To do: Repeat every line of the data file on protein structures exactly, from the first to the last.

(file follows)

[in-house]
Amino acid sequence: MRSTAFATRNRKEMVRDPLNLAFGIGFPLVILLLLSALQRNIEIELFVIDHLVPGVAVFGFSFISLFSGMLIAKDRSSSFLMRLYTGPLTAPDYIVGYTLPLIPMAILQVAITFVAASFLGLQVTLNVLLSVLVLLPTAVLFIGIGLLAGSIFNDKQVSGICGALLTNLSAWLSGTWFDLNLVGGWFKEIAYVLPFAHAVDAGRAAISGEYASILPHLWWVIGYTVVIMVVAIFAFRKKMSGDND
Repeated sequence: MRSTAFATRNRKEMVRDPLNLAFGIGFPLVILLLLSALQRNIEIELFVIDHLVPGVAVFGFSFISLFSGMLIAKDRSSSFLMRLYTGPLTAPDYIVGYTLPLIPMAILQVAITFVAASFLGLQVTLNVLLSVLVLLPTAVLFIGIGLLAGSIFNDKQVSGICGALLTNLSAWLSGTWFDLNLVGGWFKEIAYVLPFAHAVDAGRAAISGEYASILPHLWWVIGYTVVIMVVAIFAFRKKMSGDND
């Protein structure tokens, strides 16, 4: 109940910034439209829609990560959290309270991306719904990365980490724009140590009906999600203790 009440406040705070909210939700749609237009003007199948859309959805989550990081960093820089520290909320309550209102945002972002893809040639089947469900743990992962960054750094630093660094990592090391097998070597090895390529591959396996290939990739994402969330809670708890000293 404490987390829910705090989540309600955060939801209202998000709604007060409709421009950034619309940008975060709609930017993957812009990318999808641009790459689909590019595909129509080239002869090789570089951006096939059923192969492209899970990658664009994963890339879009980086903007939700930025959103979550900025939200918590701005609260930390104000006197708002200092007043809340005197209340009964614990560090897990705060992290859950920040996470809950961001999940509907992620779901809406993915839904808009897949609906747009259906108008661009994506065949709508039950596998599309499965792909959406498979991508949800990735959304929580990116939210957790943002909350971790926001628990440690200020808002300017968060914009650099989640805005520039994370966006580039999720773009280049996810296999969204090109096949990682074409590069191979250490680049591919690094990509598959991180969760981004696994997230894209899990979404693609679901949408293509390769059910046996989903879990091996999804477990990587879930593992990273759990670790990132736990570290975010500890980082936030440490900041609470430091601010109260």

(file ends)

[in-house]
Amino acid sequence: MRSTAFATRNRKEMVRDPLNLAFGIGFPLVILLLLSALQRNIEIELFVIDHLVPGVAVFGFSFISLFSGMLIAKDRSSSFLMRLYTGPLTAPDYIVGYTLPLIPMAILQVAITFVAASFLGLQVTLNVLLSVLVLLPTAVLFIGIGLLAGSIFNDKQVSGICGALLTNLSAWLSGTWFDLNLVGGWFKEIAYVLPFAHAVDAGRAAISGEYASILPHLWWVIGYTVVIMVVAIFAFRKKMSGDND
Repeated sequence: MRSTAFATRNRKEMVRDPLNLAFGIGFPLVILLLLSALQRNIEIELFVIDHLVPGVAVFGFSFISLFSGMLIAKDRSSSFLMRLYTGPLTAPDYIVGYTLPLIPMAILQVAITFVAASFLGLQVTLNVLLSVLVLLPTAVLFIGIGLLAGSIFNDKQVSGICGALLTNLSAWLSGTWFDLNLVGGWFKEIAYVLPFAHAVDAGRAAISGEYASILPHLWWVIGYTVVIMVVAIFAFRKKMSGDND
């Protein structure tokens, strides 16, 4: 109940910034439209829609990560959290309270991306719904990365980490724009140590009906999600203790 009440406040705070909210939700749609237009003007199948859309959805989550990081960093820089520290909320309550209102945002972002893809040639089947469900743990992962960054750094630093660094990592090391097998070597090895390529591959396996290939990739994402969330809670708890000293 404490987390829910705090989540309600955060939801209202998000709604007060409709421009950034619309940008975060709609930017993957812009990318999808641009790459689909590019595909129509080239002869090789570089951006096939059923192969492209899970990658664009994963890339879009980086903007939700930025959103979550900025939200918590701005609260930390104000006197708002200092007043809340005197209340009964614990560090897990705060992290859950920040996470809950961001999940509907992620779901809406993915839904808009897949609906747009259906108008661009994506065949709508039950596998599309499965792909959406498979991508949800990735959304929580990116939210957790943002909350971790926001628990440690200020808002300017968060914009650099989640805005520039994370966006580039999720773009280049996810296999969204090109096949990682074409590069191979250490680049591919690094990509598959991180969760981004696994997230894209899990979404693609679901949408293509390769059910046996989903879990091996999804477990990587879930593992990273759990670790990132736990570290975010500890980082936030440490900041609470430091601010109260």